• Location-based services on social media and other sites may inadvertently divulge your whereabouts such as the location of the classroom on campus.
  • Posting negative comments about classmate and professors on social media may not remain private and confidential.
  • Sites that allow users to rate their professors and/or University may also compromise a student’s confidentiality.

Because digital and social technologies are constantly changing, I will review and update this policy at least annually, if not more frequently.

Dated: February 12, 2016
Revised: March 15, 2016

I am also including Allison’s professional social media policy that she uses with students and colleagues as part of her work as a Field Director.

Allison Curington’s Social Media Guidelines

The social media policy refers to the use of online sites including, but not limited to: Facebook, Myspace, Twitter, LinkedIn, YouTube, Photosharing, Snapchat, Instagram, Blogs, SMS/texting, and other websites. Digital and social media are valuable tools as practitioners and educators; however, they can also present challenges such as dual relationships and conflict of interest. In hopes to decrease challenges, I have developed my own social media guidelines.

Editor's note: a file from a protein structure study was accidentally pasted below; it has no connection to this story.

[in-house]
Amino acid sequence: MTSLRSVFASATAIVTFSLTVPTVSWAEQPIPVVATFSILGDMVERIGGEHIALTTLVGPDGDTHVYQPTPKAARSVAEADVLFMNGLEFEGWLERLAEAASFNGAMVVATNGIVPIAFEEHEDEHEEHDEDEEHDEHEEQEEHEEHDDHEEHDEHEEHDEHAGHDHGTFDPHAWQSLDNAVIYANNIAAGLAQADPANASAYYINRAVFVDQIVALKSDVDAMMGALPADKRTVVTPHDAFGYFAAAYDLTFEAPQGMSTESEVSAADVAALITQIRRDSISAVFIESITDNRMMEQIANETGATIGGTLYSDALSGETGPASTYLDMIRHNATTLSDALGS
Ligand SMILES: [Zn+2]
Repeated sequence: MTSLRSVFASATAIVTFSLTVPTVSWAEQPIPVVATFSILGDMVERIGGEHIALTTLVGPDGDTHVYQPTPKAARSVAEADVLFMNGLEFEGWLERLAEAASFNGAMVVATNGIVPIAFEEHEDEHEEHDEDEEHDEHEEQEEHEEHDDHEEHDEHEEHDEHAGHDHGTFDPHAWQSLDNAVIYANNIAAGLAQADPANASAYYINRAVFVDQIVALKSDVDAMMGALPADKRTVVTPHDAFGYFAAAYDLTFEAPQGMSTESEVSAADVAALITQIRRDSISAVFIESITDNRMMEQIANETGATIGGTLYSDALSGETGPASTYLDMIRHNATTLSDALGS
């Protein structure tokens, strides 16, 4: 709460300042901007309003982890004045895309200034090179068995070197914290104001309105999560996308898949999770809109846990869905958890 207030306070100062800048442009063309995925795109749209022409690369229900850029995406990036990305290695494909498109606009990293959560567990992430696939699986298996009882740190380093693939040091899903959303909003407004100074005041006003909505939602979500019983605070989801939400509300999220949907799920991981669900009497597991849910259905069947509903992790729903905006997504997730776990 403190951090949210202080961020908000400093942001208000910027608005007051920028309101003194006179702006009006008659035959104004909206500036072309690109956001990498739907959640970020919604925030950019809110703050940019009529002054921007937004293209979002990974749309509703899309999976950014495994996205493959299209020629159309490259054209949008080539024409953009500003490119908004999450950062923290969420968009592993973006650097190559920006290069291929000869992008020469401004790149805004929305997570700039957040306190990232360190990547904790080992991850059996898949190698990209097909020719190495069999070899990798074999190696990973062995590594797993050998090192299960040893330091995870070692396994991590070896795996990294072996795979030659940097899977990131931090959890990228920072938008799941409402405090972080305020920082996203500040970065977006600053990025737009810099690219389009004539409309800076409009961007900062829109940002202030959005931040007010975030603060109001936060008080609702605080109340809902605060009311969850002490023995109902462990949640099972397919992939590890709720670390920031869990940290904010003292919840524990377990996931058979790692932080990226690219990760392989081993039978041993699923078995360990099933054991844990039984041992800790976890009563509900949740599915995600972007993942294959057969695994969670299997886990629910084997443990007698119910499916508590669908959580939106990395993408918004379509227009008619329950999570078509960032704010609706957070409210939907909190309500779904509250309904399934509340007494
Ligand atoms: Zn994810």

In considering the salient points in this document I relied on the following resources to guide me:

Privacy and confidentiality:

  • I will ask permission to post content (pictures, images, video, text) of students, agency constituents, and colleagues on any social media platform.
  • I will follow FERPA and institutional policies to protect the privacy of students’ educational records by not revealing information about grades, course enrollments, class schedules, etc. on any social media platform or through electronic communications.


  • Friending: I do not accept friend requests from students on social media sites such as Facebook and Instagram that I use for socializing.  I will accept friend requests from students on LinkedIn, my professional social media account.
  •  Use of Search Engines: It is NOT a regular part of my practice to search for students on Google or Facebook or other search engines. However, many of our agencies do search on these sites for student information prior to field placement interview. If an agency, student, or colleague reports content concerns on social media, I will search. These situations do not occur frequently. However, please keep in mind that when this type of circumstance arises, I will fully document it and discuss in a field staffing with student.


  • I will use your University e-mail to contact you.
  • I will respond within 24 -48 hours, between the times of 7 AM and 7 PM CST.
  • If you do not receive a response from me during this time frame please e-mail again.


Author: Laurel Hitchcock